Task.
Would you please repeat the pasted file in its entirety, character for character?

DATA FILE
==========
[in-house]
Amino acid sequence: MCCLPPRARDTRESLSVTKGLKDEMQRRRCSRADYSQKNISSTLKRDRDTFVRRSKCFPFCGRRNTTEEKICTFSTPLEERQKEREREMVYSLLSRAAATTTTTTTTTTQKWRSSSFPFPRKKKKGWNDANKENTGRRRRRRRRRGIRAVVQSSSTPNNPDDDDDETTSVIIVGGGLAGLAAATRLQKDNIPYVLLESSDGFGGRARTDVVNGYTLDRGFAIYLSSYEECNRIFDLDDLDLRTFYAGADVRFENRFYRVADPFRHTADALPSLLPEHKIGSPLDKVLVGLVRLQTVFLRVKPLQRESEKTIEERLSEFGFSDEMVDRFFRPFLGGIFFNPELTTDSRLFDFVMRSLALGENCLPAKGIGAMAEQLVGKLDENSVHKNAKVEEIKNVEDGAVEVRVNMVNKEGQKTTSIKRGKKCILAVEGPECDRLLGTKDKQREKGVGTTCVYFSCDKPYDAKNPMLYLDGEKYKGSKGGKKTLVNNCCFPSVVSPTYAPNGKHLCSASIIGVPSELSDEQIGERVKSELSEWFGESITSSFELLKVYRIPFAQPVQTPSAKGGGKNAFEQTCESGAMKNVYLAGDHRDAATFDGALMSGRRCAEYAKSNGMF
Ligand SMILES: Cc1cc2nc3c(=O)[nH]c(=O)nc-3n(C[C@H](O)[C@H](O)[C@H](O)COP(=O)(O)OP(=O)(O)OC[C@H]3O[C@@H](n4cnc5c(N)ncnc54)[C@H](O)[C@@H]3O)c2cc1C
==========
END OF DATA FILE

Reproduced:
[in-house]
Amino acid sequence: MCCLPPRARDTRESLSVTKGLKDEMQRRRCSRADYSQKNISSTLKRDRDTFVRRSKCFPFCGRRNTTEEKICTFSTPLEERQKEREREMVYSLLSRAAATTTTTTTTTTQKWRSSSFPFPRKKKKGWNDANKENTGRRRRRRRRRGIRAVVQSSSTPNNPDDDDDETTSVIIVGGGLAGLAAATRLQKDNIPYVLLESSDGFGGRARTDVVNGYTLDRGFAIYLSSYEECNRIFDLDDLDLRTFYAGADVRFENRFYRVADPFRHTADALPSLLPEHKIGSPLDKVLVGLVRLQTVFLRVKPLQRESEKTIEERLSEFGFSDEMVDRFFRPFLGGIFFNPELTTDSRLFDFVMRSLALGENCLPAKGIGAMAEQLVGKLDENSVHKNAKVEEIKNVEDGAVEVRVNMVNKEGQKTTSIKRGKKCILAVEGPECDRLLGTKDKQREKGVGTTCVYFSCDKPYDAKNPMLYLDGEKYKGSKGGKKTLVNNCCFPSVVSPTYAPNGKHLCSASIIGVPSELSDEQIGERVKSELSEWFGESITSSFELLKVYRIPFAQPVQTPSAKGGGKNAFEQTCESGAMKNVYLAGDHRDAATFDGALMSGRRCAEYAKSNGMF
Ligand SMILES: Cc1cc2nc3c(=O)[nH]c(=O)nc-3n(C[C@H](O)[C@H](O)[C@H](O)COP(=O)(O)OP(=O)(O)OC[C@H]3O[C@@H](n4cnc5c(N)ncnc54)[C@H](O)[C@@H]3O)c2cc1C